Some companies should probably learn to put gag orders on their CEOs because yet again, comments made by Abercrombie & Fitch CEO Mike Jeffries in a 2006 interview with Salon magazine have resurfaced and outraged the rest of us fatties and uglies that he doesn’t want wearing his clothes.
Comments that caused outrage made in Salon: “In every school there are the cool and popular kids, and then there are the not-so-cool kids,” he says. “Candidly, we go after the cool kids. We go after the attractive all-American kid* with a great attitude and a lot of friends. A lot of people don’t belong [in our clothes], and they can’t belong. Are we exclusionary? Absolutely. Those companies that are in trouble are trying to target everybody: young, old, fat, skinny. But then you become totally vanilla. You don’t alienate anybody, but you don’t excite anybody, either…
That’s why we hire good-looking people in our stores. Because good-looking people attract other good-looking people, and we want to market to cool, good-looking people. We don’t market to anyone other than that.”
*Sidenote of confusion: All-American? What kind of store can appeal to an all-American kid, and not keep a size higher than a size ten? The average woman’s size is fourteen. How does this in any way include all-American Americans?
Some companies are becoming more inclusive, such as Dove, they dedicated a whole campaign to “real beauty”, and last I checked Dove isn’t going down in flames because of it. This isn’t the first time he has said some less-than-intelligent statements. I can tell you why I’m bothered and why you probably should be, too.
Should people be mad at branding strategies? I don’t eat anything besides Kellogg’s Frosted Flakes but I don’t think it makes me better than someone who prefers the Kroger brand. I am also not angry that Kroger makes a brand similar to my favorite because material objects aren’t important enough to be exclusive. This is where Jeffries is wrong. He can say who he doesn’t want wearing his clothes. He can market to ‘cool’ kids all he wants, but the moment he glamorizes being exclusionary is the moment I no longer agree with his view. Maybe instead of trying to fit into A&F ‘exclusive’ sizes, you could aim for an ‘exclusive’ scholarship or something that is actually going to make an impact on your life a year from now. But then again you’re free to wear what makes you happy and although Jeffries doesn’t want you to wear his clothes, I just don’t care and neither should you.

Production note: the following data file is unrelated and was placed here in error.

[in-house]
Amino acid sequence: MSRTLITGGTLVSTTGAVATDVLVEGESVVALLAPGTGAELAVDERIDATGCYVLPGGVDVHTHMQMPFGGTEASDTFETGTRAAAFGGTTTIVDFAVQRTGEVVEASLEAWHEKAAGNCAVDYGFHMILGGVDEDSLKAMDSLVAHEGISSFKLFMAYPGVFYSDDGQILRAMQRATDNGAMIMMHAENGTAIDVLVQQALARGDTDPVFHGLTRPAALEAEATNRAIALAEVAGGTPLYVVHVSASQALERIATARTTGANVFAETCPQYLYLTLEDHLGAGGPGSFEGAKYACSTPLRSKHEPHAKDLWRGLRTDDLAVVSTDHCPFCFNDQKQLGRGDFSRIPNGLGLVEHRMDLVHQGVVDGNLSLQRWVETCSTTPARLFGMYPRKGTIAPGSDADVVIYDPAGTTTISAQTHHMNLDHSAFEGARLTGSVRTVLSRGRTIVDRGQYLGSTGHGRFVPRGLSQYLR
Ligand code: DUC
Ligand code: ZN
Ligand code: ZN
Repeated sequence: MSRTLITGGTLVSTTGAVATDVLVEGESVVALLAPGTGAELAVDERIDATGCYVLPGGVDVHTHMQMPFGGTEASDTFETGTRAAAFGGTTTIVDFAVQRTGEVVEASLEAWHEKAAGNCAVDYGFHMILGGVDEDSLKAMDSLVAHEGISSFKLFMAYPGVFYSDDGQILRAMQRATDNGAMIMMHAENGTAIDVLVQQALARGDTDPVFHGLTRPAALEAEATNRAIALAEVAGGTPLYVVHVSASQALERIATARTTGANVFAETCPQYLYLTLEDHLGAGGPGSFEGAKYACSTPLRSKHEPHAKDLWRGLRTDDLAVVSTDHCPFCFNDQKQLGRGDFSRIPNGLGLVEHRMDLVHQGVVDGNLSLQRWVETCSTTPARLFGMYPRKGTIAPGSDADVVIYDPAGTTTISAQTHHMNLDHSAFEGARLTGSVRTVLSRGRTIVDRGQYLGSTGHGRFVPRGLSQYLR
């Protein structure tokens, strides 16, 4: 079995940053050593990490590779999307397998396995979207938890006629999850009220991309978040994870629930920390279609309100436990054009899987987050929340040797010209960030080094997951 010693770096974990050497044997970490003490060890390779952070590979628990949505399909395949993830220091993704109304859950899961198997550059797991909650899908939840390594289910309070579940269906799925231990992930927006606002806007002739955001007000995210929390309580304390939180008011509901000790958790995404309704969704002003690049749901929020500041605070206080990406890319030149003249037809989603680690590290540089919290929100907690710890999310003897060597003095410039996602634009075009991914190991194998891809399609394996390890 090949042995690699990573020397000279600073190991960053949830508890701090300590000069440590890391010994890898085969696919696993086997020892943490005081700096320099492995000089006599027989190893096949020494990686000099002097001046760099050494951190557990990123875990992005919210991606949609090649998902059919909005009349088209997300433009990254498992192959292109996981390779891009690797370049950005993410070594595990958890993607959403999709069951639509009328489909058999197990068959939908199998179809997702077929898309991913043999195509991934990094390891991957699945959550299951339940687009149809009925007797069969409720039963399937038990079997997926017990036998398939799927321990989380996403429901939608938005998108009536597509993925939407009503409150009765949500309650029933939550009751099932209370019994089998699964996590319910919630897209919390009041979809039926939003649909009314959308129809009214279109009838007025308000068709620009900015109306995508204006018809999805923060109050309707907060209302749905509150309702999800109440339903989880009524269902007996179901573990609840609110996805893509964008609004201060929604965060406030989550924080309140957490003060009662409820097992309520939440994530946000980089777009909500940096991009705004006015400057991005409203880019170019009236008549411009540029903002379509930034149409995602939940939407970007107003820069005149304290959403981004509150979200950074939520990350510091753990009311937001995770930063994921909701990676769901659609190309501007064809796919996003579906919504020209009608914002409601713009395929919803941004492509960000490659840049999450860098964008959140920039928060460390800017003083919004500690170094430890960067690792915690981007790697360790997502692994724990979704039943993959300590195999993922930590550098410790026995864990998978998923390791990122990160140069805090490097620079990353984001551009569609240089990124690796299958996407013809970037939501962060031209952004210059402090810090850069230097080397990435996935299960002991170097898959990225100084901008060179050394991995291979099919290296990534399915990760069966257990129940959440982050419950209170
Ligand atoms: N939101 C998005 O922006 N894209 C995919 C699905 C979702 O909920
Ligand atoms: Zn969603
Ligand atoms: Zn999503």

Given his looks, it’s obvious he can relate to the pain of unattractive-feeling teens everywhere and is still slightly bitter about it. Instead of fighting against the stereotype and helping change the American definition of what ‘cool’ is, Mr. Jeffries believes that now he is no longer one of us average Joes or plain Janes. he is no longer required to appeal to the overweight delinquents in their great-grandmother’s denim (you know because that’s what unpopular kids wear nowadays since he won’t let us wear his cool clothes). This is obviously a man with some sort of insecurity, I mean, have you seen that face? No person that is happy with themselves gets that much elective surgery to change the way he/she looks to THAT extent, so much that most aren’t even sure what part of his face is real and what part is bloated potato-head parts. Don’t let someone who can’t be happy with himself, ‘exclude’ you from anything.
I am not sure whether to laugh at Mr. Jeffries or shake my head in shame. Of course, let’s not deny that from a marketing standpoint, he isn’t wrong. Money is money and being popular (a part of an elite, special group) makes money. When people like you, some want to know what you’re wearing or what kind of eating establishments you frequent (think Mcdonalds versus Cefiore) or where you shop or what you like. Some people just don’t care what you wear or what you eat or where you shop, but get to know what kind of personality you have or what your favorite color is, and not because they want to emulate you, but because they want to learn about you as a person, not a walking advertisement.
Are people capable of change? The company
recently invited Benjamin O’Keefe, leader of a petition that gathered 68,000 plus signatures on Change.org to hold A&F culpable for the comments Jeffries made to sit down with A&F executives, although the CEO himself didn’t attend. O’Keefe is not someone with an unfamiliar story, he felt personally hurt by Jeffries unwillingness to include larger sizes in the store. He isn’t the only one fighting back, Greg Karber decided that homeless people deserve some A&F, too. Jeffries issued a half-hearted apology for his comments, emphasizing his misinterpreted “choice of words”, but he clearly doesn’t understand it wasn’t his words that were misinterpreted, but his skewed thinking. Whether karma pays him back or someone else helps him realize the error in his ways, I sincerely hope he sees where he’s wrong and hope he doesn’t influence anyone into thinking this kind of statement is acceptable.
The Courier Journal recently published an article on the comments featuring interviews and photos from Manual students themselves. Jeffries comments aren’t to be taken lightly and given the kind of response from our students, the idea of teenage perfection and the idea of an elite group has/had warped our young minds into thinking A&F-type looks was the ultimate goal, and any deterrent from the perfection path was unacceptable. Fat? You’re unworthy. Unable to tan? You’re unworthy. Need dental work? You’re unworthy.
What more is there to say? As teens, we are scary, we are ugly, we are confused and the last thing we need are more people telling us what we can’t wear and how uncool we are. Trust me, we know.